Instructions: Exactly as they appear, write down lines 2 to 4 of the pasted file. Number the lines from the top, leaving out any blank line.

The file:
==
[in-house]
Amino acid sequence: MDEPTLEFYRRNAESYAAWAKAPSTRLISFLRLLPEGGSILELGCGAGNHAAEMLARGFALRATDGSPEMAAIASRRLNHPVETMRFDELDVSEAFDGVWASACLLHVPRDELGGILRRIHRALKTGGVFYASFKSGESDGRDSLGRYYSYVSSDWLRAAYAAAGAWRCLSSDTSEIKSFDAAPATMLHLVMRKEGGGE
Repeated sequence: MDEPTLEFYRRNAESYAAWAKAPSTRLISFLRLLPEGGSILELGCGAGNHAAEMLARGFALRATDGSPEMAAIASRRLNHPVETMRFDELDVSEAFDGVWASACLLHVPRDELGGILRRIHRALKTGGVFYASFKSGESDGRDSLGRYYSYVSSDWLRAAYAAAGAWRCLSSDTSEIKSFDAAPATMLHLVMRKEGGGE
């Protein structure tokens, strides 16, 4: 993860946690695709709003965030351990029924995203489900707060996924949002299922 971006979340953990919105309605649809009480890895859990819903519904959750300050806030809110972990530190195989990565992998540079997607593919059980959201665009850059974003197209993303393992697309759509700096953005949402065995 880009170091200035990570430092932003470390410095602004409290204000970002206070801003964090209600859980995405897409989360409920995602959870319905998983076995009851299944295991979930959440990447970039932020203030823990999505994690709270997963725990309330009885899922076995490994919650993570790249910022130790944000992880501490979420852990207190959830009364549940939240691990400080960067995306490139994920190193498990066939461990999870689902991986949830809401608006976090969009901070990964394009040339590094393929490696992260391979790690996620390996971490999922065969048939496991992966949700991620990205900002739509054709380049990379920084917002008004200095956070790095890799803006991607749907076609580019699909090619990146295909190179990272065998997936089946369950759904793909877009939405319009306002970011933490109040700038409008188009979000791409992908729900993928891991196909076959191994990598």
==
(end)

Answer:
Amino acid sequence: MDEPTLEFYRRNAESYAAWAKAPSTRLISFLRLLPEGGSILELGCGAGNHAAEMLARGFALRATDGSPEMAAIASRRLNHPVETMRFDELDVSEAFDGVWASACLLHVPRDELGGILRRIHRALKTGGVFYASFKSGESDGRDSLGRYYSYVSSDWLRAAYAAAGAWRCLSSDTSEIKSFDAAPATMLHLVMRKEGGGE
Repeated sequence: MDEPTLEFYRRNAESYAAWAKAPSTRLISFLRLLPEGGSILELGCGAGNHAAEMLARGFALRATDGSPEMAAIASRRLNHPVETMRFDELDVSEAFDGVWASACLLHVPRDELGGILRRIHRALKTGGVFYASFKSGESDGRDSLGRYYSYVSSDWLRAAYAAAGAWRCLSSDTSEIKSFDAAPATMLHLVMRKEGGGE
């Protein structure tokens, strides 16, 4: 993860946690695709709003965030351990029924995203489900707060996924949002299922 971006979340953990919105309605649809009480890895859990819903519904959750300050806030809110972990530190195989990565992998540079997607593919059980959201665009850059974003197209993303393992697309759509700096953005949402065995 880009170091200035990570430092932003470390410095602004409290204000970002206070801003964090209600859980995405897409989360409920995602959870319905998983076995009851299944295991979930959440990447970039932020203030823990999505994690709270997963725990309330009885899922076995490994919650993570790249910022130790944000992880501490979420852990207190959830009364549940939240691990400080960067995306490139994920190193498990066939461990999870689902991986949830809401608006976090969009901070990964394009040339590094393929490696992260391979790690996620390996971490999922065969048939496991992966949700991620990205900002739509054709380049990379920084917002008004200095956070790095890799803006991607749907076609580019699909090619990146295909190179990272065998997936089946369950759904793909877009939405319009306002970011933490109040700038409008188009979000791409992908729900993928891991196909076959191994990598």